Navy Yard shooting reiterates importance of information-sharing networks

Published: September 16, 2013

Communications ServicesContract AwardsDEFENSEFirstNetDHSIntelligenceJustice/Public Safety & Homeland SecurityNAVY

As new details emerge regarding today’s shooting at the Navy Yard in Washington, D.C., we’re seeing many conflicting reports, retractions and clarifications from the press. The intense efforts by the press to verify exactly what happened can also be said for the law enforcement community at this time. Due to the nature and location of the shooting, multiple local and federal agencies are involved in the investigation and protecting those on the ground, which makes an already complicated situation even more complex.

After 9/11, one of the greatest failures reported was the inability for different agencies to communicate. Without the ability to communicate via radios and other traditional methods, coordinating rescue efforts was next to impossible. Significant steps have been taken to ensure the situation never repeats itself and that law enforcement agencies are well-coordinated and more efficient. 

Many agencies upgraded their radio systems post-9/11 to ensure different departments could communicate, and many other agencies have plans to update their systems in the future (Deltek’s database has more than 400 Lead Alerts for radio systems). At this point, it has been reported that the FBI is now leading the Navy Yard investigation, while naval intelligence; the D.C. Metropolitan Police; the Bureau of Alcohol, Tobacco, Firearms and Explosives (ATF); the U.S. Park Police; U.S. marshals, and other agencies are also likely involved. There have been significant steps taken in the National Capital Region (NCR) and across the country to ensure that interoperability exists across jurisdictions, and based on responses to both this incident and the Boston Marathon bombing (which also involved multiple agencies), the efforts appear to be paying off.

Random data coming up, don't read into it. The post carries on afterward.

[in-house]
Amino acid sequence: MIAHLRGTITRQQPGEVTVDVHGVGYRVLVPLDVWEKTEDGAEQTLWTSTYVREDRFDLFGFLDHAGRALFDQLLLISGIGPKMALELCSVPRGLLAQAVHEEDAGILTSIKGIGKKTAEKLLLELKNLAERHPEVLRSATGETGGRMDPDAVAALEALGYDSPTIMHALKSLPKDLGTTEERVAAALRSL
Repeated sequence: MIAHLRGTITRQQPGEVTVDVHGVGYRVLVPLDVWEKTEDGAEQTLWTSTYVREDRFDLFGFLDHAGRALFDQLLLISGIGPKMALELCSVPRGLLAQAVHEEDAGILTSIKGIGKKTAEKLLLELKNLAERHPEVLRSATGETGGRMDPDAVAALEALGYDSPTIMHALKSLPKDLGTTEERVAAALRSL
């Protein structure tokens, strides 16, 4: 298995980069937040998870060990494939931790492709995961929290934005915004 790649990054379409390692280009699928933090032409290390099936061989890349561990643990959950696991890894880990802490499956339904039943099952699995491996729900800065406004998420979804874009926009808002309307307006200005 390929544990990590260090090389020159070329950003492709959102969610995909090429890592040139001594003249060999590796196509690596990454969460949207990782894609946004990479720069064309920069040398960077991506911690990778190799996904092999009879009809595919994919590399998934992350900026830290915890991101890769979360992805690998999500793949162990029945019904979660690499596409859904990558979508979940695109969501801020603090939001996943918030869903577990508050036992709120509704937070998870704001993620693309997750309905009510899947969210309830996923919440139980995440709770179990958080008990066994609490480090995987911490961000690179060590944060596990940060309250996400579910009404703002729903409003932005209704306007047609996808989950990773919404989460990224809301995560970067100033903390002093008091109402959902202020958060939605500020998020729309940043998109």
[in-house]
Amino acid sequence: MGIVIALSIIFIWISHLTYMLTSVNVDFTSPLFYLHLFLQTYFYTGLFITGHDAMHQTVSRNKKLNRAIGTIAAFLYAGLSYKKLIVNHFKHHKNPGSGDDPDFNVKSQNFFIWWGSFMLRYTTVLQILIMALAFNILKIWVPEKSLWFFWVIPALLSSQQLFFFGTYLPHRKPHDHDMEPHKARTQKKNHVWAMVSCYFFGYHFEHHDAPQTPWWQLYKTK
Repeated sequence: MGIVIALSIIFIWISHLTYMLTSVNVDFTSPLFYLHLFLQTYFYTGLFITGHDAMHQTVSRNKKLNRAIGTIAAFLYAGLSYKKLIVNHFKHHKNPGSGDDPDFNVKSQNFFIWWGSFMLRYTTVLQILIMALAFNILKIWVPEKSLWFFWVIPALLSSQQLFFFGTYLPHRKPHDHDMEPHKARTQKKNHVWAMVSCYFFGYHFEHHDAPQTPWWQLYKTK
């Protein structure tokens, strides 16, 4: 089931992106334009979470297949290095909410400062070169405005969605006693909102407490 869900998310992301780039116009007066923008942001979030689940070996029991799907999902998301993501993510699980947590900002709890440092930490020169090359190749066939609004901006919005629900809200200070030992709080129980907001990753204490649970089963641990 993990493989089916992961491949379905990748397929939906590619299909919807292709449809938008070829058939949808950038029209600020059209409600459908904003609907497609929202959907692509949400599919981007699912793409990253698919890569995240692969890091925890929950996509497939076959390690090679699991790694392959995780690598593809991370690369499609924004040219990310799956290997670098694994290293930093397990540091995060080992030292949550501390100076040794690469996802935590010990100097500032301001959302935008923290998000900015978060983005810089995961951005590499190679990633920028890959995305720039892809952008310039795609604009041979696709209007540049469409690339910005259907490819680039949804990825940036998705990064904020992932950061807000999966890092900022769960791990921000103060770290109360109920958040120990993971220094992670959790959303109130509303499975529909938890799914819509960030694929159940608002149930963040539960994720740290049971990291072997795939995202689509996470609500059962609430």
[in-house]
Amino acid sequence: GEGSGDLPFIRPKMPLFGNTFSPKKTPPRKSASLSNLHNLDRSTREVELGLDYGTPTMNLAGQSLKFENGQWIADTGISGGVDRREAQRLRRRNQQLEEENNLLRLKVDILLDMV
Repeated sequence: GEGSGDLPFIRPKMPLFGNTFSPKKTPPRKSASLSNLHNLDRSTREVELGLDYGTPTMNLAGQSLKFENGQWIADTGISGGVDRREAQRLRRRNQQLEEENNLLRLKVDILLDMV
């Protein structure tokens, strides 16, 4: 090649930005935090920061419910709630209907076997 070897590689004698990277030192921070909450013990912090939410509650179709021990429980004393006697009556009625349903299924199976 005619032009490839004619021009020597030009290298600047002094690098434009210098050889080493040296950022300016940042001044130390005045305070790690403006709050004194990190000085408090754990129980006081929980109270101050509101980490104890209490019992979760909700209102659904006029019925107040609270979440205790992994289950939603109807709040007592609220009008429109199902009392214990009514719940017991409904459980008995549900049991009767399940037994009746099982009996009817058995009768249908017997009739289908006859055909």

Analyst’s Take

The creation of an effective information-sharing environment (ISE) is key to ensuring the safety of individuals involved in potential mass casualty events that involve multiple jurisdictions. It is of the utmost importance that not only first responders and others on the scene be able to talk to each other through dedicated public safety radio channels, but also that the information they relay is accessible to all agencies involved. This is particularly true when the intelligence community may have information in advance of an incident, such as police receiving complaints or tips of suspicious behavior that could directly relate to a threat. The ability for law enforcement officials at all levels to access comparable information is essential to the effective running of any multi-jurisdictional emergency task force.

Several years after the September 11 terrorist attacks, the FBI opened a portal to the Guardian system, called eGuardian. The portal provides local law enforcement officials the ability to view tips and information gathered by the FBI and also allows the submission of reports of suspicious activity to be shared with those in the bureau. It is essential to the safety of civilians and law enforcement officers that these information-sharing systems continue to be used and expanded, and that additional permissions are added to criminal history reporting systems to allow access to officers from different types of agencies. During future incidents of mass casualties or disasters, it is the hope of many that, through the implementation of the FirstNet initiative, agencies will be able to seamlessly communicate voice information as well as data so that images of shooters and crime scenes can be shared in real time.

In the case of the Navy Yard shooting, access to federal fingerprint databases may also prove necessary. It has been reported that the FBI will be using fingerprints to help identify the deceased shooter. His fingerprints will be run through a single database of fingerprints compiled by and accessible to authorized law enforcement officers at all levels – city, state, federal, tribal and others. The ability for the FBI and other law enforcement officers (LEOs) to access the National Crime Information Center’s fingerprint database could be essential in determining who the shooter was and what his motives were. It could also aid  in capturing any additional gunmen that may exist.

Though the individual pieces of evidence gathered by each agency may seem small at first, the big picture comes into focus once they are all brought together, and information-sharing systems are key to providing the complete view.